Prague looks like something out of a fairy tale — beautiful sites to incredible culture to good food and more
Fairytale architecture, romantic riverside views, winding cobblestone streets, it’s easy for any traveller to get lost in Prague’s beauty. Rightly said in a Travelex report that “the Czech capital offers more for your money than most European cities.” Luckily though, Prague also boasts of a lot of secret spots often excluded out of a visitor’s to-do list while in the city.
In the post-communist years, Prague has seen an explosion of expressive and unusual contemporary art to match the free spirits of the times. In the neighbourhood of Smichov, artists have transformed abandoned buildings into multi-purpose art spaces. Try David Cenry’s eclectic Meetfactory, a renovated factory that now hosts projects of all imaginable kinds – whether getting inked in a temporary tattoo workshop or learning to screen print your own designs, you’re in for an adventure. Other Smichov venues worth checking out are avant-garde theatre Svandovo Divadlo and the trendy new Radlicka 125, another warehouse that hosts everything from fashion shows to bike-painting lessons. For a slightly less interactive experience, see what’s on display at the DOX Centre for Contemporary Art in the up-and-coming neighbourhood of Holesovice, or head to galleryNoD in Old Town for your coffee and culture fix. Kampa Park is home to three bronze babies, and the nearby Kafka Museum has the not-so-child-friendly “Piss” sculpture.
While Prague is full of beautiful parks, if you want a real escape from the city’s hustle-and-bustle, go visit the nature reserve of Divoká Šárka. Named after a mythic female warrior – Wild Šárka who seduced the warrior Ctirad in order to beat the male tribe – this park is big enough for hiking or biking. Climb some of the small, steep hills to get an amazing view of the valley and city. In winter, hiking and cross country skiing are ideal here and there are no crowds. Blanketed in snow, Divoká Šárka has a fairy-tale-like atmosphere and is quiet and peaceful.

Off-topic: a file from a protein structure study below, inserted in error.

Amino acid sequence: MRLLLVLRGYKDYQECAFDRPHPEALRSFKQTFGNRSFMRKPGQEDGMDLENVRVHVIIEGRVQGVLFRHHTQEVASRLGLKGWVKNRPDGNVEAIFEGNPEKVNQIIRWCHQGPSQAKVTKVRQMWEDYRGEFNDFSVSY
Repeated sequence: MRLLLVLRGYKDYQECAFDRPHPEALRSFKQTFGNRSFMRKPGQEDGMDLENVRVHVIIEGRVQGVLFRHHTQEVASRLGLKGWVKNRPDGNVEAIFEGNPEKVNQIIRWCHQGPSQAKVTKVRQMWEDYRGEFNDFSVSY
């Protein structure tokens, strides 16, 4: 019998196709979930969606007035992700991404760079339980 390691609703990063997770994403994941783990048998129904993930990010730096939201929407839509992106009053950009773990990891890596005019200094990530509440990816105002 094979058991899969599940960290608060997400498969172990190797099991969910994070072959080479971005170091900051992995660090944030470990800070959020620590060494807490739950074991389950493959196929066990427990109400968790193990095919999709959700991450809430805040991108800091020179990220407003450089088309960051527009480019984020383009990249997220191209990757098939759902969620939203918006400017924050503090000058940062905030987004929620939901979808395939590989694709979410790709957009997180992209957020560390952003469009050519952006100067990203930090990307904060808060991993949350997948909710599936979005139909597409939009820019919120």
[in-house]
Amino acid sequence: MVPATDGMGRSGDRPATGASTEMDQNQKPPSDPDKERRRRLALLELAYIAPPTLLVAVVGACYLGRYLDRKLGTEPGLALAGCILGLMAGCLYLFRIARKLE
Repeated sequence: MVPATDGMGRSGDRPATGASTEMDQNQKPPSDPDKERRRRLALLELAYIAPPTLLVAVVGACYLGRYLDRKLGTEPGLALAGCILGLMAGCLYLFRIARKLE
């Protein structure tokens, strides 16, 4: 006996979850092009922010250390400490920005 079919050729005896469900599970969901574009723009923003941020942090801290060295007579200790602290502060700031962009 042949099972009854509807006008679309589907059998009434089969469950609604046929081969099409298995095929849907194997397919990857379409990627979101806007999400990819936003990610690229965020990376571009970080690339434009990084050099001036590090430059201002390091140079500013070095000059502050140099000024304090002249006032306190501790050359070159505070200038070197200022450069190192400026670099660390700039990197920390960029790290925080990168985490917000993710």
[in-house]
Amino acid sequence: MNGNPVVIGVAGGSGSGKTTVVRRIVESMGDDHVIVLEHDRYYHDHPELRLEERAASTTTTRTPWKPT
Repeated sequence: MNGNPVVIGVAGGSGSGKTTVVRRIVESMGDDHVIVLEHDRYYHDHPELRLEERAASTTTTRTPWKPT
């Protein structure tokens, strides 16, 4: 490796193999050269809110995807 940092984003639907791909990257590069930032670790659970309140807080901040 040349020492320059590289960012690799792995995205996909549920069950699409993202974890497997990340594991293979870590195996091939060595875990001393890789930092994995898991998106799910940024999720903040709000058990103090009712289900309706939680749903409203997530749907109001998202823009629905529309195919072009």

Prague’s Jazz scene is a colourful and varied one but unfortunately not so well known by the city’s visitors. There are several good old jazz clubs that provide live music in a great bohemian atmosphere. Visit Agharta, just off the Old Town Square, for a great ambience and superb acoustics. The musical style is broad, covering jazz, blues, funk and swing. History lovers should check Reduta, one of Prague’s oldest and most well-known jazz clubs, it is famous for the ‘Two Presidents’ gig that featured Bill Clinton on the saxophone.
Sapa Vietnamese Market
Prague’s Vietnamese market, a maze of food stalls and tacky treasures on the outskirts of Prague 4, is great for a day of meandering. On a sunny day, and especially if that day is over the weekend, a visit to Sapa can really feel like a visit to another country. Shoppers can grab a bowl of pho or cup of bubble tea before perusing endless shelves of novelty items for affordable accessories and unusual souvenirs.
The flea markets here have a lot of great memorabilia, cheap second-hand items, and even Bohemian crystal to offer. The flea market at U Elektry Street, the largest flea market in Europe with a total area of 50,000 sq m, is a treasure trover of Bohemian glass, porcelain, Soviet-era medals and even jewellery. The Klementinum Antique Market — open only on Sundays – is known for mysterious, shiny and beautiful antique goods. A(void), a flea market located on a boat permanently ankled on the riverbank Naplavka, is a place for smaller treasures, if you’re looking for jewellery, old watches, vintage clothes, bags and household items.
Words by : Ian George